According to a Kotaku report, this isn't the first iteration of BioShock 4. Apparently it was originally in development at Certain Affinity under the codename Parkside in 2015. That version of BioShock 4 was cancelled sometime in 2016. The current version of BioShock 4 has been in development, Kotaku says, since 2017. 

Fortunately, that's plenty of time for the studio to have gotten a head start on the new game. Although Cloud Chamber's existence was only announced in 2019, it sounds like the team has been quietly working on BioShock 4 for some time.

Do we know anything about BioShock 4's story? 

(Image credit: 2K)

BioShock Infinite's final DLC, Burial at Sea, wrapped up some loose ends, which makes it a bit hard to speculate on what the next game will be like. It seems unlikely that BioShock 4 will be a direct sequel to Infinite. 

We'd speculate that BioShock 4 might distance itself from Infinite a bit by exploring new characters and new locations. Given the infinite lighthouses leading to alternate worlds in Infinite's Sea of Doors, perhaps we'll end up visiting another reality entirely. Oh, and Cloud Chamber's website has a lighthouse centered pretty prominently near the top of the page, which reads like a clue to us. There's always a lighthouse, etc.

We can at least rest easy knowing that where and whenever BioShock 4's story takes place, the story itself will be an important part of the experience. "We founded Cloud Chamber to create yet-to-be-discovered worlds—and their stories within—that push the boundaries of what is possible in the video game medium," says Cloud Chamber's global studio head Kelley Gilmore.

The phrase "yet-to-be-discovered worlds" does suggest that BioShock 4 will be headed somewhere entirely new rather than back to Rapture.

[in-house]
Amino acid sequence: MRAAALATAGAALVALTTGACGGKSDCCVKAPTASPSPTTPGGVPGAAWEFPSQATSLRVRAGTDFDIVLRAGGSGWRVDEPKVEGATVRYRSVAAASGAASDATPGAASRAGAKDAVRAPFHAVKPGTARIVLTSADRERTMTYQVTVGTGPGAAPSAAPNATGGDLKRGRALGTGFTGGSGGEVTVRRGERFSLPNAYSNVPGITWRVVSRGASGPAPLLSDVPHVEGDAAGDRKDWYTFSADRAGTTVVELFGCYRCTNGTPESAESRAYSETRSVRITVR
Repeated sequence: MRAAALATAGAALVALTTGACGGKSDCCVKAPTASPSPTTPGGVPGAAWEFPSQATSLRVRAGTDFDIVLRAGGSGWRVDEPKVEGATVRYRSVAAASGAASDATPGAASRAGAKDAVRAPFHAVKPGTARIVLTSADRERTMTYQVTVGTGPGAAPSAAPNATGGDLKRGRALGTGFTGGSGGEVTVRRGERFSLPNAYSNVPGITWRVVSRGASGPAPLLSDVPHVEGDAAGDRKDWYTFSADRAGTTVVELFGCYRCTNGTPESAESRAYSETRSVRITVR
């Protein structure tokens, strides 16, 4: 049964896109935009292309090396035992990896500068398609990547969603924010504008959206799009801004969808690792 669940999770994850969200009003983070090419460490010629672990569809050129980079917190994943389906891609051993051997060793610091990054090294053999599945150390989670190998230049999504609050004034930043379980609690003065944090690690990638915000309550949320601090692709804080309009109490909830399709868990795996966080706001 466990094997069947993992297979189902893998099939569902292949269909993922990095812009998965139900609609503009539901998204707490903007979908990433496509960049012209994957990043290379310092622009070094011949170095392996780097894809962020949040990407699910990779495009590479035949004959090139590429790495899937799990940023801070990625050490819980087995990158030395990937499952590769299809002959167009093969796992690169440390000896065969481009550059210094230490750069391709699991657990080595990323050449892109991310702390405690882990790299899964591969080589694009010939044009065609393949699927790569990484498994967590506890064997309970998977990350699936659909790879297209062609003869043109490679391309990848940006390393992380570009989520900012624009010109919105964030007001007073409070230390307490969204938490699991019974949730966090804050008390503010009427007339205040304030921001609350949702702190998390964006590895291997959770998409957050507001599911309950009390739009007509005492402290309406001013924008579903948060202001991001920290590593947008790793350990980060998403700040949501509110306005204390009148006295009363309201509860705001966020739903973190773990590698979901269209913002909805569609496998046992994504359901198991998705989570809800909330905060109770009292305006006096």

There's a BioShock movie in production

While we wait with not-at-all-frenzied patience for BioShock 4 news, we might get something to watch along the way, at least. Since screen adaptations of games have advanced to being kind of alright now and then, an exec at Netflix must have shrugged and said "yeah, alright" to the wild-eyed fans who've been demanding a BioShock movie since the first game's release in 2007.

Director Francis Lawrence, at the diving-helm of the project after having worked on the upcoming Slumberland for Netflix and other projects like the Hunger Games, has confirmed that the movie is currently being written by Michael Green, writer for Blade Runner 2049. In an interview with Collider, Lawrence called BioShock "one of the best games ever created"—hopefully, that enthusiasm will translate into movie quality.

When will we hear more about BioShock 4? 

Given how tight-lipped 2K and Cloud Chamber have been so far, it could be a while before we hear more about the next BioShock. We didn't hear any mention of BioShock 4 during the various digital showcases of 2020 and 2021. Perhaps we'll hear more in 2022.

Lauren Morton
Associate Editor

Lauren started writing for PC Gamer as a freelancer in 2017 while chasing the Dark Souls fashion police and accepted her role as Associate Editor in 2021, now serving as the self-appointed chief cozy games enjoyer. She originally started her career in game development and is still fascinated by how games tick in the modding and speedrunning scenes. She likes long books, longer RPGs, has strong feelings about farmlife sims, and can't stop playing co-op crafting games.